Showing posts with label Clothing. Show all posts
Showing posts with label Clothing. Show all posts

Mar 16, 2010

How Much Laundry Soap Do You Really Need?

According to Consumer Reports, many Americans use too much laundry detergent - primarily because the measuring cups that come with the soap are difficult to read.
"'If the lines aren't clear or are hard to see, it's easy to overdose and use too much detergent,' says Pat Slaven, a program leader in our Technical department who conducted the detergent testing. 'Plus, for all the products we tested, the line for a medium load—the most commonly done load—is less than a full cap, which makes it easier to use too much detergent.' The line for a maximum load is also typically less than a full cap."
Not only does using too much laundry detergent mean you have to buy detergent more often, but according to CR, it can cause lint and soap deposits to develop inside the washing machine - which might cause mold and could restrict filters, resulting in mechanical failure. With high-efficiency washing machines, CR reports, using too much detergent can lead to over-long wash cycles and mechanical failure.



But is laundry detergent even necessary? According to MSN, the answer is usually no. In one reporter's unscientific tests, all her clothes came out just as clean without detergent as they did with detergent.
"Minor stains that I thought would come through unscathed actually washed out. A pair of fluffy cotton socks, which I wear around the house and patio as slippers, was pretty grimy when I put them in the washer. They came out looking exactly the same as they do when they’re washed with detergent.
The socks, which are three or four years old, always have a little gray on the bottom -- no amount of detergent or bleach gets it out. If anything, they actually look a little better than the last time I ran them through the washer.
Peeking into the machine during the wash cycle, I found that the water looked exactly as dirty as it does when I’ve added detergent, only without the suds. The rinse cycle ran clear as tap water."
How can this work? Because modern washing machines clean primarily through their agitators, not through detergent.

I'm not quite ready to give up detergent for really dirty clothes (baby poop and caked on mud, for example), but I was already using only a few tablespoons of laundry detergent for most loads. So I tried this experiment myself and had similar results to the MSN reporter. Wow! Imagine the cost savings! And since laundry detergent is to blame for many rashes, eczema, and dry skin, there could be additional savings from using lotion and Cortizone-10.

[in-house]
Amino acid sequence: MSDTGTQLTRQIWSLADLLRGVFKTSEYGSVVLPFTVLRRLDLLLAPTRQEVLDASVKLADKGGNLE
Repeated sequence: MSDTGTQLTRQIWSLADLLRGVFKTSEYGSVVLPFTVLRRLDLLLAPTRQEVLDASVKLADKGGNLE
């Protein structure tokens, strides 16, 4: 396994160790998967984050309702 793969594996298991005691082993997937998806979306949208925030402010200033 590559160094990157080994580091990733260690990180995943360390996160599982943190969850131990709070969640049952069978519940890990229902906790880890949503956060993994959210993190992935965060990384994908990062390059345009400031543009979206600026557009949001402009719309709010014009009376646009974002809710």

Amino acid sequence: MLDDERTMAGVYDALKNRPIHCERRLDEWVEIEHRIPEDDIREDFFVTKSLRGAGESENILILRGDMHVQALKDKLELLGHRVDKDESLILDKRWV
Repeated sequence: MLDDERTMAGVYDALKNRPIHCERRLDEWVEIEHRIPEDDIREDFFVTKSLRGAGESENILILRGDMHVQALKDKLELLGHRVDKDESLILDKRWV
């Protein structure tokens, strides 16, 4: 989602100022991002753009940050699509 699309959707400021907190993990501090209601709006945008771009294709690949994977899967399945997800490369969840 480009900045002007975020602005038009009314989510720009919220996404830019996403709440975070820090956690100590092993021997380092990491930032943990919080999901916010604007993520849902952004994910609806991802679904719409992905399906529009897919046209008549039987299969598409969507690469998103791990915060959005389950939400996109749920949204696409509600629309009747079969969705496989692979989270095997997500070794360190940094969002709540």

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Jan 16, 2010

Dollar Stretching Saturday: Saving $ on Kids' Clothes and Shoes

Imagine a retailer that will replace your children's clothes or shoes if they wear them out before outgrowing them. Seem like a fantasy? It's not. Good ol' Sears offers this deal through their KidVantage program:

"You want the kids’ clothes and shoes you buy to last—especially in today’s economy. That’s why KidVantage Club members get this great guarantee: if the kids’ clothes or shoes you buy at Sears wear out before they’re outgrown, we’ll replace them for free. You’ll get an identical item, whenever possible, or a similar item of equal value in the same size. Please note that you must present your receipt to replace worn-out national brand clothing and shoes."


There is no fee to join KidVantage, although you must sign up for the program before you can take advantage of the guarantee. There is also no time restriction on the guarantee, and KidVantage members also earn regular discounts. Learn more at Sears' website.

(Of course, if your kids have lots of clothes and shoes, they probably won't wear them out before they outgrow them. So buy your kids fewer clothes! This will also make laundry easier to handle.)

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Oct 24, 2009

Dollar Stretching Saturday: Bras

Does it seem like your bras don't stay well-fitting for very long? Here's a tip that can really extend the life of your bras and make you more comfortable, too.

When you buy a new bra, choose one that fits well when it's fastened on the last hook. That way, when the bra inevitably stretches, you can adjust the hooks and it will still fit well.

According to MyIntimacy, most of the support you get is from the band, not the straps, making this little precaution even more important. For more bra fitting and life-extending tips, check out MyIntimacy.com.

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